The 5 Differences Between Acceptance And Resignation

Differences between acceptance and resignation

One of the questions that philosophy has most insistently tried to answer is the following: what is the point at which one should stop fighting to change something and begin to accept what is happening?

In this article we will see what the differences are between acceptance and resignation.two related concepts that, if we know how to distinguish them from each other, help us take control of our lives without becoming obsessed with impossible goals.

Differences between resignation and acceptance

The relationship that exists between acceptance and resignation can be seen as that between the two sides of the same coin.

If we stop to think about what they have in common, we will quickly realize that They refer to stopping trying something. However, each of these words has very different implications for our personal development.

In fact, maturing psychologically means, among other things, understanding the differences between acceptance and resignation, given that we do not have to settle for what can be improved, but neither can we feel obliged to change what is beyond our control. . So that, Let’s see what it is that allows us to distinguish between the two..

1. Acceptance helps us recover

Those events that harm us and that are beyond our control wear us out psychologically much less if we interpret them through acceptance, and not resignation.

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Even if two people are the target of the same catastrophic event, such as a hurricane that destroys their house, those who experience it through acceptance will be prepared much sooner to continue with their lives. The reason is that she will feel less tied to the way of thinking she had before the accident, which will save her a lot of added frustration.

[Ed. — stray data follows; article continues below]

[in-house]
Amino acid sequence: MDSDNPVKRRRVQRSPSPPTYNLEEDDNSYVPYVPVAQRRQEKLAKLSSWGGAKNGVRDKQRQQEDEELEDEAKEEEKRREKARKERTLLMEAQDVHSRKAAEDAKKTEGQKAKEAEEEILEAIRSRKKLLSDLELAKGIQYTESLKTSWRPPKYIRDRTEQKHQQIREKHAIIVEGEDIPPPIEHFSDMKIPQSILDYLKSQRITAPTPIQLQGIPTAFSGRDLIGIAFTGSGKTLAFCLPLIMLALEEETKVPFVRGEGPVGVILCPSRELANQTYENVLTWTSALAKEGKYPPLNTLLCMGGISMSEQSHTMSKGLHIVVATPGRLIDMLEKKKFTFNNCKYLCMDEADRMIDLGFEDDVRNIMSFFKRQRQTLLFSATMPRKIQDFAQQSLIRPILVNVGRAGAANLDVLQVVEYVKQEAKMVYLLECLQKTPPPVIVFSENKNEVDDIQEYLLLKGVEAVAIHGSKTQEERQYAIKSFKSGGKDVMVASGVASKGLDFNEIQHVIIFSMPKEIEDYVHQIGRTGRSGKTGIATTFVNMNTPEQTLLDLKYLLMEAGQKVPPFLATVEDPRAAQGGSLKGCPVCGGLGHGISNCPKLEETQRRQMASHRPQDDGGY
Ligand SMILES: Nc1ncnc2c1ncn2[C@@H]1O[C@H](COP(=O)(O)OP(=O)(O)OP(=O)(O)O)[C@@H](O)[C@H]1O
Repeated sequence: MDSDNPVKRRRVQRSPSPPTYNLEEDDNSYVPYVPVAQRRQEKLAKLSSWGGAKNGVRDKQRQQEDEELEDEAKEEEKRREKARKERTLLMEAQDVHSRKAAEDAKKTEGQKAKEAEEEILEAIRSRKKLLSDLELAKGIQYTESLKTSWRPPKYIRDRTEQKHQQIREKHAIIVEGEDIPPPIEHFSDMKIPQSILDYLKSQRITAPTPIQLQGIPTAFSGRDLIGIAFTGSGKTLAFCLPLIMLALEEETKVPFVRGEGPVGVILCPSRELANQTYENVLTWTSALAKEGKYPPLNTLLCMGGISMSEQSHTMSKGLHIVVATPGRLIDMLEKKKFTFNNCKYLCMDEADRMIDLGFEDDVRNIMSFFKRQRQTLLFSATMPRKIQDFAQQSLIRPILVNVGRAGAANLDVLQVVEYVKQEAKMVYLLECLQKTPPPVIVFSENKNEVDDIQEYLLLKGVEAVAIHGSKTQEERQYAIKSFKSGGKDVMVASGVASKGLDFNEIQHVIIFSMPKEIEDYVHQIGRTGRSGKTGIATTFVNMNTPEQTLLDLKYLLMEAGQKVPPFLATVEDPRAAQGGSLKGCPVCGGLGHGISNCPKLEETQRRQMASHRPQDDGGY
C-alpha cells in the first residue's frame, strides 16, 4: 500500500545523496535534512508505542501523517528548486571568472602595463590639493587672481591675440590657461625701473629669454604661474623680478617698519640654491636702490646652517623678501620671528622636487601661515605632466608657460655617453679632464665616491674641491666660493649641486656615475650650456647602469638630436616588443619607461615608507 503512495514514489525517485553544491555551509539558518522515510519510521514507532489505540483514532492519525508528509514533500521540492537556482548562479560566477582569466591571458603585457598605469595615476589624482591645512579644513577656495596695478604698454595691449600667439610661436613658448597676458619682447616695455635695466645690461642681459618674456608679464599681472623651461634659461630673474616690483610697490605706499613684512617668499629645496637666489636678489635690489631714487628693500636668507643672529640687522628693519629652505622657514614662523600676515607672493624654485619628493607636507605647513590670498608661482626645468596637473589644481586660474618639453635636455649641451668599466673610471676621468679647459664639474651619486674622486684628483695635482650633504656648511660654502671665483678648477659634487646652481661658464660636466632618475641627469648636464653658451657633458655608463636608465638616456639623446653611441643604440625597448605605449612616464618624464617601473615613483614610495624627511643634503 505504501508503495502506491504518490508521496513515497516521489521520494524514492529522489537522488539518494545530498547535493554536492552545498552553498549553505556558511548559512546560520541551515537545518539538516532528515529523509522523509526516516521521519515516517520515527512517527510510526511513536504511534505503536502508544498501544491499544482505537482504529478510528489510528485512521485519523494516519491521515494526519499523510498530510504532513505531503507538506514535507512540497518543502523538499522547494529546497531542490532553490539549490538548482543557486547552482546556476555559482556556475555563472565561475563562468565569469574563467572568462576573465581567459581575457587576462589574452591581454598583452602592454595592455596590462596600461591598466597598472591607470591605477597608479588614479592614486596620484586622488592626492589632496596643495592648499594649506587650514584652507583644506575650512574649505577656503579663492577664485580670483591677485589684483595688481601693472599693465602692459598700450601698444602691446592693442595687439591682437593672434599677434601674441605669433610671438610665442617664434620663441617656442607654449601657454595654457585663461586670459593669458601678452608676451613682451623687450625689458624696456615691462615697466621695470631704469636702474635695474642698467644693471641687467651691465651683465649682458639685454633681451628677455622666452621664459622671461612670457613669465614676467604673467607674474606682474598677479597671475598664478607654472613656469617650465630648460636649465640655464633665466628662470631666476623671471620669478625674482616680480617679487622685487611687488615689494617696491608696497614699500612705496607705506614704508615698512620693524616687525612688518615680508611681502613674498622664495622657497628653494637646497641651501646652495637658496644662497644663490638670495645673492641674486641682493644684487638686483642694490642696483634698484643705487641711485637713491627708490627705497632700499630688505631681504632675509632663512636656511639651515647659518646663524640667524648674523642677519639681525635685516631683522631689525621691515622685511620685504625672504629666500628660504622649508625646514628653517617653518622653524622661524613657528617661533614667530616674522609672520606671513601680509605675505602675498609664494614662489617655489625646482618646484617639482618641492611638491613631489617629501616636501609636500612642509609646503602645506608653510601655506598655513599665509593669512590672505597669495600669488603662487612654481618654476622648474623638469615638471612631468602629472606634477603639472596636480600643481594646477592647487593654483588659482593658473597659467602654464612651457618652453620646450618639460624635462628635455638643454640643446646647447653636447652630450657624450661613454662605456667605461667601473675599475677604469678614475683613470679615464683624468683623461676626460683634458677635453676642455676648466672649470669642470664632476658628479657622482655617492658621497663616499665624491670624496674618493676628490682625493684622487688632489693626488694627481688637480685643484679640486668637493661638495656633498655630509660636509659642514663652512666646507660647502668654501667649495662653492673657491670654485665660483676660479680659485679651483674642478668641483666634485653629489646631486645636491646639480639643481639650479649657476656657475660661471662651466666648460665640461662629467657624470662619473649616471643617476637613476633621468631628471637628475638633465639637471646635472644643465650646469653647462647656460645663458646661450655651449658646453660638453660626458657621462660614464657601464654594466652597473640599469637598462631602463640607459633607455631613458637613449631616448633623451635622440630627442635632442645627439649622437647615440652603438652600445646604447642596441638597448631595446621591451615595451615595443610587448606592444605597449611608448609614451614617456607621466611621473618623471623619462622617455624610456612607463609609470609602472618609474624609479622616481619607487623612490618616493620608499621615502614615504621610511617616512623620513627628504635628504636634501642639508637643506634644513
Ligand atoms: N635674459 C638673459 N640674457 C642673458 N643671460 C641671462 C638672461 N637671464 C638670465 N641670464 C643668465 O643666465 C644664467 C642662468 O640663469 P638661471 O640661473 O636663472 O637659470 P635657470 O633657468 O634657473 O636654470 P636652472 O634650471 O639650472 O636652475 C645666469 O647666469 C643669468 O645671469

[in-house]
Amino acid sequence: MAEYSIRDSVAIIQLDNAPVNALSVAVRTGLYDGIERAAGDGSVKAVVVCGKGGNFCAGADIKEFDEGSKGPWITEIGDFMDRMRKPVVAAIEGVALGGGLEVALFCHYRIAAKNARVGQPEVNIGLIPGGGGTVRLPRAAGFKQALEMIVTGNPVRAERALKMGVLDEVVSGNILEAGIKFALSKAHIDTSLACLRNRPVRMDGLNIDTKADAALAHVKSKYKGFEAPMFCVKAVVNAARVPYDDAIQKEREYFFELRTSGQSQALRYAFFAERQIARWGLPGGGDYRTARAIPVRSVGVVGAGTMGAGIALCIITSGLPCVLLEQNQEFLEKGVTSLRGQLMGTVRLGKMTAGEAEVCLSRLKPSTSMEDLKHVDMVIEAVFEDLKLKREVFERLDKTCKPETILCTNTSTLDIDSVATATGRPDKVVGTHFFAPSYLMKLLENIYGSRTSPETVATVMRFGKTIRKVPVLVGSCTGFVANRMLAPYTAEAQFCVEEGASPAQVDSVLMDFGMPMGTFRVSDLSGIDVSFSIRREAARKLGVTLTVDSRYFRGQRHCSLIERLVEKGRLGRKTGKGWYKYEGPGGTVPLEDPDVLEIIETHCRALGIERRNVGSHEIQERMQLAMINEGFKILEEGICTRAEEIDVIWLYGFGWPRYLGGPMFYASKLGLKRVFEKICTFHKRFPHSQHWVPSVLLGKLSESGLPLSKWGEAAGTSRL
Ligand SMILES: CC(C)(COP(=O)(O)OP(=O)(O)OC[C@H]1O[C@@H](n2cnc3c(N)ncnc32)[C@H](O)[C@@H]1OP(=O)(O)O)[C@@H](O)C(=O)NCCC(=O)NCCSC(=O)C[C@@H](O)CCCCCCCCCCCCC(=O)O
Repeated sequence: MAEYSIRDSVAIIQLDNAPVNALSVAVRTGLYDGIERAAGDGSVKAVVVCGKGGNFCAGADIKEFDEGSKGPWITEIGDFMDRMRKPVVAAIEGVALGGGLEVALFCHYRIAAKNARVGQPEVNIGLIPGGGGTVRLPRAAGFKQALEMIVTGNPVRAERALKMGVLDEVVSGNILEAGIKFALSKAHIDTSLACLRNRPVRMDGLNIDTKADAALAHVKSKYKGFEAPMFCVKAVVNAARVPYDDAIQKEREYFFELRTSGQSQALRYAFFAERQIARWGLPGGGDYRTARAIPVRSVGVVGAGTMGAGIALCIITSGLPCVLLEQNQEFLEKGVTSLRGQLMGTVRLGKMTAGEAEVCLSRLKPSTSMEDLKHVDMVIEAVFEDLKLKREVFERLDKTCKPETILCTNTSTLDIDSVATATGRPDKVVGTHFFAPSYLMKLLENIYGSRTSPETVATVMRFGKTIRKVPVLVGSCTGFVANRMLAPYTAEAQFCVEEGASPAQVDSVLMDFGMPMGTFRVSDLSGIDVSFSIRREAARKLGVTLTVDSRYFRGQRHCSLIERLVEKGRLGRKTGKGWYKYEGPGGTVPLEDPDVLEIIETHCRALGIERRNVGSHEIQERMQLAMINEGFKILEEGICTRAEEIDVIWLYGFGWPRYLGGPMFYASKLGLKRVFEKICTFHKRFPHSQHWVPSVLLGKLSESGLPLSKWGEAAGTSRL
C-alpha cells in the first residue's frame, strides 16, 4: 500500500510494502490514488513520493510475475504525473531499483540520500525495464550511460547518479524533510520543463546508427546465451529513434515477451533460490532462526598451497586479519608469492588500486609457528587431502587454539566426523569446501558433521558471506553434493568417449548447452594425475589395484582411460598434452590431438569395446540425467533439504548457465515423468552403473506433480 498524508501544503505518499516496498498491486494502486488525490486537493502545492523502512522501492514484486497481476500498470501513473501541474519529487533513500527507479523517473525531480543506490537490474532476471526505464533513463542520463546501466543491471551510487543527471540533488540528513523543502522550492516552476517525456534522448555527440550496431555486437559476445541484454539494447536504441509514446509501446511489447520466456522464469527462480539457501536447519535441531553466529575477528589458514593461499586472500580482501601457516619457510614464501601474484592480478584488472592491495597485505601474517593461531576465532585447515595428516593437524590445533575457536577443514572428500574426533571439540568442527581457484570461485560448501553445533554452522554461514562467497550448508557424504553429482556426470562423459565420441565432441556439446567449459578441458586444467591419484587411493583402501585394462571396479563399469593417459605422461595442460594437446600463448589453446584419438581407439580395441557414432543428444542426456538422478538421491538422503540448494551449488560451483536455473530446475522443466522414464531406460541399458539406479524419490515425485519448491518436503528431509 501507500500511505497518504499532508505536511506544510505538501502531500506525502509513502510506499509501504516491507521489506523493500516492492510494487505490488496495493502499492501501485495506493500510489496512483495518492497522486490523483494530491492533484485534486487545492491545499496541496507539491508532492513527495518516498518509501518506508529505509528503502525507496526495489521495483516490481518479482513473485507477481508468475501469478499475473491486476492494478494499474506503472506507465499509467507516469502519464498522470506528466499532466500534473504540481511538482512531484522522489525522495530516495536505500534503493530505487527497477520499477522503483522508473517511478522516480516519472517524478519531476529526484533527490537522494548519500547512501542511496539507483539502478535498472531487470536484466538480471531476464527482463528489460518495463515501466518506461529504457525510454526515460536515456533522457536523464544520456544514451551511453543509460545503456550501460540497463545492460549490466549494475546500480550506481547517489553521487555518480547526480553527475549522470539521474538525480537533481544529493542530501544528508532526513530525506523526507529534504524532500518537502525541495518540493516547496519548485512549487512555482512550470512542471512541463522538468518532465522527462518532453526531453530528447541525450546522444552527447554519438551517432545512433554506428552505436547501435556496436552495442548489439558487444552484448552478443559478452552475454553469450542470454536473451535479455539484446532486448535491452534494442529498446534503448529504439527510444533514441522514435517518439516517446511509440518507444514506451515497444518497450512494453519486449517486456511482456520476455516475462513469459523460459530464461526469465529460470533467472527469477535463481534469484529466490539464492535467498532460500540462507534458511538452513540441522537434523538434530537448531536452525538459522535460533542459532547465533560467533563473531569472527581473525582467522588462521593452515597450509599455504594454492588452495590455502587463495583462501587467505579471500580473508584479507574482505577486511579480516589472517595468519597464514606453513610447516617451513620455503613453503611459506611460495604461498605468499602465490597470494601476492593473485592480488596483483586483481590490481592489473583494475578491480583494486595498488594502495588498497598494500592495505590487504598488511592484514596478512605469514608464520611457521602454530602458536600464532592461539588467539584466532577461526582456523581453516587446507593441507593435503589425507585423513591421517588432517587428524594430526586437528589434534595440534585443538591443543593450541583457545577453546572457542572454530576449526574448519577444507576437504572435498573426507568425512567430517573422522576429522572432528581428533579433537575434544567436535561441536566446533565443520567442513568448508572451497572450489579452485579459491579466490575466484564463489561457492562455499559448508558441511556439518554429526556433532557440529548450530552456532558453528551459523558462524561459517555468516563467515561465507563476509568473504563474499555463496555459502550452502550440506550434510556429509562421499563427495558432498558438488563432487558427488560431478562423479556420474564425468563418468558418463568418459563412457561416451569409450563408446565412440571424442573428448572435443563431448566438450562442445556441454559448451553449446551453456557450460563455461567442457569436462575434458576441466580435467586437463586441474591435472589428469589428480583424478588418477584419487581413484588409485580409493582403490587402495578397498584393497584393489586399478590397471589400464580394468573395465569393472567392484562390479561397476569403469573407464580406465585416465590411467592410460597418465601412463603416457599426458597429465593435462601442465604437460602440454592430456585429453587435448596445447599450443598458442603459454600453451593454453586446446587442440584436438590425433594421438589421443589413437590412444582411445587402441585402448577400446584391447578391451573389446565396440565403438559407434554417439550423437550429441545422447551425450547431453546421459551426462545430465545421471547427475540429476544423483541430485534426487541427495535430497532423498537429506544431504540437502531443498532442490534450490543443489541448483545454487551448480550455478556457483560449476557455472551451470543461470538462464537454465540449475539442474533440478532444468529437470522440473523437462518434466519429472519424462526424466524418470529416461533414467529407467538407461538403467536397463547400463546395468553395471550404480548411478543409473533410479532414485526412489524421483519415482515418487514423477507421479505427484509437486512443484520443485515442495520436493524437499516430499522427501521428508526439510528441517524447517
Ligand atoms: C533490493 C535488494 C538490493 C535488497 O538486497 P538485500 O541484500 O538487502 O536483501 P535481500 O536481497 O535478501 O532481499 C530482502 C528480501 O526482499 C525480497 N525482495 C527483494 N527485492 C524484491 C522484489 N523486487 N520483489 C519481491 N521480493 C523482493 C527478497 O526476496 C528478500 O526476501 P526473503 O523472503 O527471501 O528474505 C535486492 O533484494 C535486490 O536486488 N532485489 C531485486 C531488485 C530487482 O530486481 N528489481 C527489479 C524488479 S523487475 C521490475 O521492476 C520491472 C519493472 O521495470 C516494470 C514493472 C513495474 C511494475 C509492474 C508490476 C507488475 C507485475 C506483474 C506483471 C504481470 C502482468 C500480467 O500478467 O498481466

2. Resignation feeds passivity

Resigning to something means that we are more predisposed to consider improvements impossible that, in reality, do not have to be.

Although it may seem paradoxical, Sometimes we look for any excuse not to admit that if we tried hard we could improve. the reality that surrounds us, and resignation is an excuse to pass off that passivity as a tragic outcome that gives meaning to what we are experiencing.

3. Resignation does not allow us to learn from mistakes

Those who experience a negative event from resignation limit themselves to focusing their attention on the bad. On the other hand, when that unwanted situation has appeared partly because of our fault, acceptance implies also accepting that fact and considering doing better in the future.

That is to say, Acceptance allows us to draw valuable conclusions from our mistakeswhich at the same time brings relief because it is a way to make sense of the discomfort we feel in those circumstances.

4. Acceptance helps us see things in perspective

A person who embraces the inevitable through acceptance notices how the emotional pain they experience is cushioned, it does not cause as much discomfort. The reason is that live that moment adopting a distanced perspectiveas if we saw everything by moving away from our body.

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This shift of attention towards the general situation, and not only towards the bad, is very useful as an ingredient for resilience, that is, overcoming crises.

On the other hand, if what causes us pain is partly our fault, Acceptance of this discomfort also implies that we recognize its existence objectively.; that is, as a factor that helps us ensure that this situation does not repeat itself. In other words, it shows us that even in those low hours, discomfort has served to gain a lesson.

5. Resignation promotes helplessness

While acceptance promotes a way of perceiving what happens in which suffering is not important, resignation causes discomfort to demotivate us and drain our energy, leaving us more exposed to other possible risks.

Conclusion

Much of what we experience is more related to the way we interpret it than to the objective fact itself. Therefore, knowing the difference between acceptance and resignation allows us to go through bad times in the best possible way, laying the foundation for our recovery through a process of resilience.

Whether in a grieving process for the death of a loved one, for lowered job expectations, for health problems, or for something similar, making acceptance our way of life is essential to not let the typical difficulties of life weigh us down too much and restrict our freedom.

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